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Saturday, October 24, 2009

AU and S2H

0700/24th position 1310 02454 trip 2727=122/24 Only about 1.3 S2H to the Equator.

In astronomy there's a unit of distance called an astronomical unit or AU. 1 AU is about 93 million miles, the distance from Earth to the Sun. In Berri, we have the Berri Unit or S2H which is about 630 miles or just over 10 deg of latitude.

Malcom, thanks - I was wondering exactly where that crash site is. We will be about 1 S2H to the east if things go as planned. And yep - I think I still have the satphone number or mmsi for the m du Fresne.

Still a few Orionid meteors but a very hazy but mostly cloudless night and they are not very bright.

A Touch of the Turgids

0200/24th position 1335 02501

Did anybody else notice that there seemed to be a world shortage of M&Ms from about July - not the peanut ones in yellow packs, there were lots of those, but the real thing in brown packs? More on this later.

It's the midnight to three watch again - Pete woke me and I emerged into the world dripping with sweat and torpor - not just lassitude but that viscous torpor that curdles action and congeals the mind. Lethargy, inertia, all that too, rolled in. Reminded me of when I was a very little kid just starting at boarding school where my pastors and masters used expressions like moral turpitude to describe the attitude of any kid with a gram of original thought or the gumption to use some initiative. Never used about me, unfortunately. I was bumped up a class, so I was too clever by half, or too clever for my own good. Quaint, that moral turpitude! But what I have now is a sort if visceral torpitude where my mind sends sluggish commands to my extremities and they jack up and say go away and don't disturb me can't you see I'm torpid stupid?

So, a cup-a-soup later and not a lot of improvement, I raided the goodies cupboard to find one of the only two packs of M&Ms that we were able to buy in Falmouth (ASDA yet!)and later in Lisbon. And now, about thirty of the little blobs later appropriately sugar fixed, I can at least prod the keyboard. Did someone at the back of the class say 'More's the pity?'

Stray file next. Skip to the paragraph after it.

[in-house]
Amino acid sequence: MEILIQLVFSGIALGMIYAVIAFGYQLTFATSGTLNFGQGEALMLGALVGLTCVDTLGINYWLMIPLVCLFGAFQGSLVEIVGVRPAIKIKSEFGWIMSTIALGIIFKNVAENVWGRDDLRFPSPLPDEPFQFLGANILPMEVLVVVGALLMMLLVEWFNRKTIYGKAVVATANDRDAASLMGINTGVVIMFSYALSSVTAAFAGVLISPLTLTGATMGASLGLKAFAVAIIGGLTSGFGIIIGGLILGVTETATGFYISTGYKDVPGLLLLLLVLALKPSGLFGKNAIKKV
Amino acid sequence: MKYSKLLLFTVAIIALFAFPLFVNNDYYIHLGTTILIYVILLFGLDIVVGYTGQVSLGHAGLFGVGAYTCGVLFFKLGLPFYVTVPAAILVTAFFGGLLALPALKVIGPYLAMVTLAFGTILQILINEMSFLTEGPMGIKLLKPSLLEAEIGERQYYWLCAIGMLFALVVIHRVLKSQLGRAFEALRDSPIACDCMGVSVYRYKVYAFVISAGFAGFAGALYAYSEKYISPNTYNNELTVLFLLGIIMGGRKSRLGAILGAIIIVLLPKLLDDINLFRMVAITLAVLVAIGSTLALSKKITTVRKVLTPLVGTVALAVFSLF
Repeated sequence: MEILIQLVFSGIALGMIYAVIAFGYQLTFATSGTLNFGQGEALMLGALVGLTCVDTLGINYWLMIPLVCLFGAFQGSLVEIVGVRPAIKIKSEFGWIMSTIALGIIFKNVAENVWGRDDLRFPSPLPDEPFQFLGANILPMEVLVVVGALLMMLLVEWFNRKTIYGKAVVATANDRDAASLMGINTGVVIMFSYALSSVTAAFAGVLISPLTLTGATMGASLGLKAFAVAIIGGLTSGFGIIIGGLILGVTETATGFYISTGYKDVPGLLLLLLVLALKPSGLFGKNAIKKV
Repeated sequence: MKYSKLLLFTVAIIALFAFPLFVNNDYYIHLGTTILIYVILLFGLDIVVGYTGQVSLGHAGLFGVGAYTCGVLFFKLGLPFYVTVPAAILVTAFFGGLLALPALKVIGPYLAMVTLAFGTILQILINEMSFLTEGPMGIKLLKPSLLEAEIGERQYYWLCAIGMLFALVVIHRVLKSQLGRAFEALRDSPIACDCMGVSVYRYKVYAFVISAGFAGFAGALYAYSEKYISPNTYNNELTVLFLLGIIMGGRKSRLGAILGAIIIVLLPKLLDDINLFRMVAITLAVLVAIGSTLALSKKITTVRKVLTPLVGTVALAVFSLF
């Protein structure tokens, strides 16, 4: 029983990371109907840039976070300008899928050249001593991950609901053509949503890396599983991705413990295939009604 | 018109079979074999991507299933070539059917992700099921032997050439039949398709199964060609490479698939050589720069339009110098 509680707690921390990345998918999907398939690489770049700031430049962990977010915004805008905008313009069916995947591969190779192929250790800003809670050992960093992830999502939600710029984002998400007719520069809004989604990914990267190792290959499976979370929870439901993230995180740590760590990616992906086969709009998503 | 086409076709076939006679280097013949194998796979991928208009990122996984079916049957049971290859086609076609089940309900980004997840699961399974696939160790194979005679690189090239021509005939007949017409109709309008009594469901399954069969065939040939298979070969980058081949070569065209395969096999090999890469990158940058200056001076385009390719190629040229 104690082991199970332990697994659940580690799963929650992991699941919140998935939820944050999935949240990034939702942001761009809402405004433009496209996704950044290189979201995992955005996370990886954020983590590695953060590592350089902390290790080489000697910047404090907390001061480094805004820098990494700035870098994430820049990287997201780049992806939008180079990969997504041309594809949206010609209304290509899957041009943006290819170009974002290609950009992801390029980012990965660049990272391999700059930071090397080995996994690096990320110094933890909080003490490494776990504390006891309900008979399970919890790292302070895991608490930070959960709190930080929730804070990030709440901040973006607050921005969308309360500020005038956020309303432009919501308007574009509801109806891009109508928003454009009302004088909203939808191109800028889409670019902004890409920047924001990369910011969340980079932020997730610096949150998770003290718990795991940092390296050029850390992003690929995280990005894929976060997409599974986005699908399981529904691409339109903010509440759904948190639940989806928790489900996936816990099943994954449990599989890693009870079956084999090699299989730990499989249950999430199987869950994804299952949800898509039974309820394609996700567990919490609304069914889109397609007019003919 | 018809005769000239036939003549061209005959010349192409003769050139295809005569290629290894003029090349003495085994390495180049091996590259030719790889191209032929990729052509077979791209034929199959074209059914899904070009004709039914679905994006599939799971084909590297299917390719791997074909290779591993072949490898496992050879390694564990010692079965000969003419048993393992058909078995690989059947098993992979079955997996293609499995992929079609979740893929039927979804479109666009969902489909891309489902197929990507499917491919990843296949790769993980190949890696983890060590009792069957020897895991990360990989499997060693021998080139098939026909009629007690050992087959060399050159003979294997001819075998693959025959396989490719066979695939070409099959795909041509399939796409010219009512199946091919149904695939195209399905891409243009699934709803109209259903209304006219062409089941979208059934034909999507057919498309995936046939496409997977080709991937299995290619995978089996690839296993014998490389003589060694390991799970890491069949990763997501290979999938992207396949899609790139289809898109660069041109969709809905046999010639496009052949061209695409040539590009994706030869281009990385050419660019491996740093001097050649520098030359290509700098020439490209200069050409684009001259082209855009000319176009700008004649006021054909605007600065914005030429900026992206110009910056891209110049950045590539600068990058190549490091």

The GRIB shows things getting interesting between here and the Equator. The ITCZ seems to be up and down between 5 and 10 N with a nasty little patch of activity to the south later today. We are trying to get a bit further east to get behind the active bit though that's really too far ahead yet, but also to get a better angle to cross the SE trades later, which at the moment appear to be blowing directly from the south. Fickle breeze here - comes and goes but we're moving.

Thanks everyone for your message - apologies for my turpid recalcitrance in not acknowledging them all but don't stop.

Latest Position

Parked for Zarks sake

39 miles S w of Baha @ 1427S 02517W Why anyone in their right minds would ever choose to sail in the tropics is way beyond me - though Pete seems to like them. Hot, humid, sweaty, windless (well, some of the time) and cringing into every tiny bit of shade to gat out of the sun. Sweat in rivers. Yeeeucht! Beam me up, Scotty. Not worth burning diesel to get us 10 miles south or anywhere really. So we fester - but we have had it easy so far so I'm not complaining. And Dr Grindy not due until 1700, two and a quarter hours away.

2.25 hours later and we're moving again and medicinally sound. The park Zark was probably because we were directly downwind of the line of islands.

Later still - the sun sinking behind a confusion of different level cloud - mostly wispy but with strands going in every direction. Seemed for a short time that we were under the centre of a big circular swirl but it just got all confused again. Smoky crescent moon to the south - we're heading a bit further east than ideal but tomorrow will dictate what we do. The next 1000 miles or so to the equator will be critical - and probably difficult.